13. The 10+ weeks in IL were when I was in boot camp.
  14. I was in the Navy.
  15. I got out of the Navy earlier than my initial commitment.
  16. Not fulfilling my Naval contract is one of the only things I truly regret in my life.
  17. I love to sing really really loud in my car.
  18. I grew up always having a cat for a pet.
  19. My husband hates cats so I may never have another.
  20. My parents named me Tamara so that they could call me Tammy.
  21. I chose the pronunciation of my first name when I was 2.
  22. It’s pronounced Tam-ah-rah.
  23. I hate it when people call me Tam-air-ah.
  24. I studied Russian in an immersion program in the Navy.
  25. My Russian name was Tam-R-ah (without the hyphens. Or the “h”).
  26. I don’t always notice when people call me Tam-R-ah since that’s all anyone called me for almost 2 years.
  27. I went by the name Tammy until I was 21 and I met another girl named Tammy who I didn’t want to be confused with.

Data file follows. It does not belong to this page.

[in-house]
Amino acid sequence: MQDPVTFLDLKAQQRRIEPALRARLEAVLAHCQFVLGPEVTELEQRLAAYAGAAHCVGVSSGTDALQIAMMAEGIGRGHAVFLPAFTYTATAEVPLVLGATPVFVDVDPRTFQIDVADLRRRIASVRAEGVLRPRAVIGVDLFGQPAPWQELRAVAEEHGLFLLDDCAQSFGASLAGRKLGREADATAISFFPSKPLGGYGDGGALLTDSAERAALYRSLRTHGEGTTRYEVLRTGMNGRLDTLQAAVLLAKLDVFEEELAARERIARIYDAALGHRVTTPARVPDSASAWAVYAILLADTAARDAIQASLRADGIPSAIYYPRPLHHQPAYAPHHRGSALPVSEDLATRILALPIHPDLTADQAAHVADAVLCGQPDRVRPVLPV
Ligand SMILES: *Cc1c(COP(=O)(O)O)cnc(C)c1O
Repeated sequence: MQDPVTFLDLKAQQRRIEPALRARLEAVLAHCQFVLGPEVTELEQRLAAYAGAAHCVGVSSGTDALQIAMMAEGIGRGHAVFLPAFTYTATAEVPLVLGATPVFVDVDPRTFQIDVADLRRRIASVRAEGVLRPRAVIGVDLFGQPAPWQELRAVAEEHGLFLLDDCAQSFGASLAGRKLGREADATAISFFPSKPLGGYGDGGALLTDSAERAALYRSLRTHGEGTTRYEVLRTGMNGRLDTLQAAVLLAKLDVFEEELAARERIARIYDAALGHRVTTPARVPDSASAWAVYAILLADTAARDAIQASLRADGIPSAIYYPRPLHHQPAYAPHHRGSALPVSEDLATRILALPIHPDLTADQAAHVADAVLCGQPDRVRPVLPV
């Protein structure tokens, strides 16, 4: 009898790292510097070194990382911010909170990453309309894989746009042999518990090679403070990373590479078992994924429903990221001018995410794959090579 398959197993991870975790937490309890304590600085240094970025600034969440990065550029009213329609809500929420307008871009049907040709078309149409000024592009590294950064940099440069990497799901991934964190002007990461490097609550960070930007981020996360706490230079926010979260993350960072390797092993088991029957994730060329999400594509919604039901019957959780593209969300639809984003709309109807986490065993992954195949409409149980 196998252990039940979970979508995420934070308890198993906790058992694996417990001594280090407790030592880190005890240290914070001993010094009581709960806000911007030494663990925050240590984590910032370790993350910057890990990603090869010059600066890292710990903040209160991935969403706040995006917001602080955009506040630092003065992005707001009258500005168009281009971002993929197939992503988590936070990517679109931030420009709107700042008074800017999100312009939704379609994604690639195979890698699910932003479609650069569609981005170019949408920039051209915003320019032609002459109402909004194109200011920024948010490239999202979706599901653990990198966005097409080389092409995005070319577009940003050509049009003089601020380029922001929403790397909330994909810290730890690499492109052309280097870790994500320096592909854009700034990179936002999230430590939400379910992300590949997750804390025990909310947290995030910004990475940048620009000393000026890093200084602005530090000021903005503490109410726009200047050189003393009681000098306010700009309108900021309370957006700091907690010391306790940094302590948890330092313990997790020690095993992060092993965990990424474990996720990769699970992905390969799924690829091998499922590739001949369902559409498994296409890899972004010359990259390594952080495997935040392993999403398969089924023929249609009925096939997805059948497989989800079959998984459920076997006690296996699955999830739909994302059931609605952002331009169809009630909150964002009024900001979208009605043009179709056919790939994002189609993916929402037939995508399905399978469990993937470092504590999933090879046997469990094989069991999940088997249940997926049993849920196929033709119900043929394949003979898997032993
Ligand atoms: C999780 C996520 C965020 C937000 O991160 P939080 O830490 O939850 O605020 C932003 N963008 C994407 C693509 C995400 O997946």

28. I’ve been using my full name ever since.
  29. You can tell how long a person has known me by what name they call me by.
  30. My eyes look blue in pictures, but they are really a blue-green hazel color.
  31. I say my eyes are blue on my driver’s license. Or any other form that asks my eye color.
  32. My husband’s eyes are brown, so I thought I would have brown eyed brunettes when I had kids.
  33. I didn’t. I had one blue eyed blonde and one hazel eyed brunette.
  34. I grew up always wanting 2 kids.
  35. Then when I was about 24, I decided I was too selfish for kids.
  36. I watched my friend give birth when I was 26 and decided maybe I did want kids after all.
  37. I had my first baby at the age of 32.
  38. I had my second baby at the age of 34.
  39. After my second baby, I wanted more kids. Maybe 2 more.
  40. I tried for almost 2 years to have my third baby.
  41. I had 4 miscarriages in a row.
  42. After that I decided that I was going to stop trying.
  43. After being checked by a fertility specialist to make sure I didn’t have any underlying health problems (I didn’t) he told me his theory was that my eggs were deteriorating.
  44. I’m 37 and my eggs are bad.
  45. This makes me simultaneously defensive (of my poor eggs) and sad (my poor eggs!).
  46. I met my husband in my Russian class when I was in the Navy. (He was Army.)
  47. No one in our class of 40 knew we were dating for almost 2 months.
  48. I dated my husband for 6 months before he asked me to marry him.
  49. We got married 5 months later.
  50. I have been married for 8 years.